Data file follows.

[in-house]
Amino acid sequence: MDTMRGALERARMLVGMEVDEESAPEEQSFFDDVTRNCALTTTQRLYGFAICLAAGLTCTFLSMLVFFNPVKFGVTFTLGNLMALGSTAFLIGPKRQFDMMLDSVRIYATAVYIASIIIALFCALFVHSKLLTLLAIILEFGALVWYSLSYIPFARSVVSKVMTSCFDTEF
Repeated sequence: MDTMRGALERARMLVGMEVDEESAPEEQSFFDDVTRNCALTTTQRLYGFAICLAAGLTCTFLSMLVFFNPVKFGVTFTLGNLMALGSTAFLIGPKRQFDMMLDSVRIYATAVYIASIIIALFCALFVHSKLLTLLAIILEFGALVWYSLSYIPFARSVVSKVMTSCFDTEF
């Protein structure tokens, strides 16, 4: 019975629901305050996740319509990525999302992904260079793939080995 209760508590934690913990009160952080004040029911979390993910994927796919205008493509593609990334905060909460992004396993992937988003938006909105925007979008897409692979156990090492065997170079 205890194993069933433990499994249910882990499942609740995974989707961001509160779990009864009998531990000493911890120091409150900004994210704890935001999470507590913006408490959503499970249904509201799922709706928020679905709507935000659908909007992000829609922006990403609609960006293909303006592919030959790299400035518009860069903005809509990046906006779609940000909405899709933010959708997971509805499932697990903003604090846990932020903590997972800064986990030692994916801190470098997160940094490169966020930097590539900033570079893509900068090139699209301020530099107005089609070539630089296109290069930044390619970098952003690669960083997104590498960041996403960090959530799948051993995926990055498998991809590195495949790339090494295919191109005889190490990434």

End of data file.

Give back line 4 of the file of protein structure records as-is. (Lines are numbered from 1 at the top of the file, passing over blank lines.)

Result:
């Protein structure tokens, strides 16, 4: 019975629901305050996740319509990525999302992904260079793939080995 209760508590934690913990009160952080004040029911979390993910994927796919205008493509593609990334905060909460992004396993992937988003938006909105925007979008897409692979156990090492065997170079 205890194993069933433990499994249910882990499942609740995974989707961001509160779990009864009998531990000493911890120091409150900004994210704890935001999470507590913006408490959503499970249904509201799922709706928020679905709507935000659908909007992000829609922006990403609609960006293909303006592919030959790299400035518009860069903005809509990046906006779609940000909405899709933010959708997971509805499932697990903003604090846990932020903590997972800064986990030692994916801190470098997160940094490169966020930097590539900033570079893509900068090139699209301020530099107005089609070539630089296109290069930044390619970098952003690669960083997104590498960041996403960090959530799948051993995926990055498998991809590195495949790339090494295919191109005889190490990434």